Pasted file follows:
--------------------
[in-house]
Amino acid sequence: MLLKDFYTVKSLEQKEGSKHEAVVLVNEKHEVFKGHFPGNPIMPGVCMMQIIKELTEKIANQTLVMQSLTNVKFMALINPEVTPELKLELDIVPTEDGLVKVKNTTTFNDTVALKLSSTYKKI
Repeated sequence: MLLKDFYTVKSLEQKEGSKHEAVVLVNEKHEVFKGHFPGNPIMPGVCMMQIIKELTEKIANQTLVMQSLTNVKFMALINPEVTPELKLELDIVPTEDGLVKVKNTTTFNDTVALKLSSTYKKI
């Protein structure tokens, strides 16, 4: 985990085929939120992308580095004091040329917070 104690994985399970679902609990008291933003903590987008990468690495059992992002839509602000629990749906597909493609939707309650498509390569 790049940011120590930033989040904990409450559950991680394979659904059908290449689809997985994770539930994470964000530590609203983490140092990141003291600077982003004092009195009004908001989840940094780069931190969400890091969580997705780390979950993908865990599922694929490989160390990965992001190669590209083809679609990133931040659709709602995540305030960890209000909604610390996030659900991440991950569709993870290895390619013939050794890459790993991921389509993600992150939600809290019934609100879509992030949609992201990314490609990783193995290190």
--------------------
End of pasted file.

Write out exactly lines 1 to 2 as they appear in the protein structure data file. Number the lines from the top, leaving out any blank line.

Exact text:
[in-house]
Amino acid sequence: MLLKDFYTVKSLEQKEGSKHEAVVLVNEKHEVFKGHFPGNPIMPGVCMMQIIKELTEKIANQTLVMQSLTNVKFMALINPEVTPELKLELDIVPTEDGLVKVKNTTTFNDTVALKLSSTYKKI